Tag Archives: P&O

Sailing solo

Single cabins on cruise ships are all the rage now, what with the launches this year of NCL’s Norwegian Epic and P&O’s Azura, both equipped with shiny, new, headline-grabbing cabins for solos.

The trade publication Travel Trade Gazette has done a little price check on these single cabins, comparing similar(ish) cruises on Epic, Azura and Fred. Olsen’s Balmoral, which is also solo-friendly.

The cruises are all slightly different – Epic is nine nights and Azura, 14 nights, for example, and Epic is a fly-cruise while the other two are ex-Southampton. But if you distil it down to a straightforward price-per-night comparison, this is how it comes out:

  • Norwegian Epic £87.66
  • Azura £112.78
  • Balmoral £180.90

Big difference, isn’t it? If you’re buying purely on price, Norwegian Epic is a clear winner.

But do people really care only about the price, just because they’re single? Yes, it’s important and a matter of principle, too, but surely ending up on the right ship for you is a bigger factor?

There's more to solo cruising than the price

Couples and families who cruise for the first time are rarely encouraged to buy purely on price, yet with singles, it seems to be the only way in which cruises are compared, particularly at the moment, with all this focus on single cabins.

So, single cruisers, what’s your checklist when booking? Is it more than the money? A decent bar where you can feel comfortable, propped up alone with your Martini, or big, lively tables at dinner, or classes where you can meet like-minded people? We’ve compiled our own list of single-friendly cruise lines on Cruise Critic but we’d love to know your views!




Filed under Advice

Get an eyeful of Eyjafjallajokull

I’m probably tempting fate, talking about Iceland’s Eyjafjallajokull volcano and the dark days of the ash cloud. On the other hand, it’s peak season for cruises to Iceland and I’ll bet it’s the first topic of conversation for anybody cruising to Reykjavik.

So why not splash out on a scenic flight over the volcano, ash plume permitting? Several cruise lines, including Voyages of Discovery, Azamara, P&O Cruises and Fred. Olsen, offer a light aircraft flight of an hour and a half, zooming in low over the smouldering beast. Amusingly, P&O’s website is the only one I visited that acknowledges the recent eruption; the others word the description of the tour as though nothing had ever happened.

Eyjafjallajokull volcano erupting/Shutterstock

Eyjafjallajokull in full flow in May 2010

The flightseeing tour (which costs £200 upwards) is undeniably breathtaking and you’ll see other unpronounceable geological features, like Tindfjallajokull, Blahnjukur and the river Jokulgilsa. And the volcano Hekla, of course, reckoned to be the next Big One, Eyjafjallajokull having merely been a supporting act.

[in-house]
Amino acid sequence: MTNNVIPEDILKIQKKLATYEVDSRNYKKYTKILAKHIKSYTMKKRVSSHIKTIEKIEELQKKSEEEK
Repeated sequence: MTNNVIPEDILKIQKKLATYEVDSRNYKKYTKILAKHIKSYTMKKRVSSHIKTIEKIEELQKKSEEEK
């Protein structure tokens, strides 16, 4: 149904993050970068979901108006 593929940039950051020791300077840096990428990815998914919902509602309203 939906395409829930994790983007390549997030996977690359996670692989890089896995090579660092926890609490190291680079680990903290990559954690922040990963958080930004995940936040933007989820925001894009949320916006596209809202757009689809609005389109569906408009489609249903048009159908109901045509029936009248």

Meanwhile, in preparation for your visit, check out Cruise Critic member FlyerTalker’s cringe-worthy volcano humour here!

And for the armchair traveller, here’s a webcam, which shows Eyjafjallajokull itself, steaming peacefully. For now.



Filed under Destinations

A whine about wine

Visit the home page of Cruise Critic today and you’ll see a section called Things To Know Before You Go, packed with information on all those cruising mysteries – tipping, dress code, staying in touch… and one of the most contentious subjects of all: bringing your own alcohol on board.

Cruise lines’ attitudes to BYO alcohol range from perfectly reasonable to nannying to apparently illogical. I’m not campaigning for the idea of bringing truckloads of your own booze on board and depriving the cruise line of bar revenue. Just a couple of innocent bottles of wine.

It’s summer in the Mediterranean. Wine-tasting excursions abound. Ships are calling at ports where the shops are stocked with delicious, cheap French rosés from small Provencal growers, while passengers are enjoying tastings in exquisite Tuscan country estates. What’s wrong with loving a new wine so much that you buy a bottle to enjoy with dinner that night?

Yes, of course we’ll pay a corkage fee, just like we would in a restaurant at home. Yet some cruise lines are completely relaxed with this, while others forbid it completely.

Take P&O, for example: a blanket ban on BYO. Also, Fred. Olsen, MSC and Royal Caribbean. Any booze you buy on your travels is confiscated and handed back to you at the end of the cruise. Costa allows you to bring a bottle, in theory, but the procedure is so complicated (you have to write a letter two weeks in advance for approval and produce both the letter and the wine on embarkation for inspection) that it’s hardly worth bothering.

Cunard, though, along with Princess Cruises, Celebrity Cruises and Holland America Line will allow you to consume your own wine for a corkage fee of around $20. And hats off to foodie-friendly Oceania Cruises, which assumes that you may have enjoyed one of its shore excursions so much that you’d quite like to buy some regional wine ashore and crack it open at dinner to remind you of the day.

Less so Azamara, which insists you can only bring your own wine at the beginning of the cruise, thus removing all spontaneity.

I know there are plenty of logical arguments against letting guests supply their own wine: loss of revenue, diluting the cruise line’s own effort, storing everybody’s wine, chilling it, reuniting each bottle with the right owner.

But why do some cruise lines treat us like adults and others like irresponsible kids?


1 Comment

Filed under Dining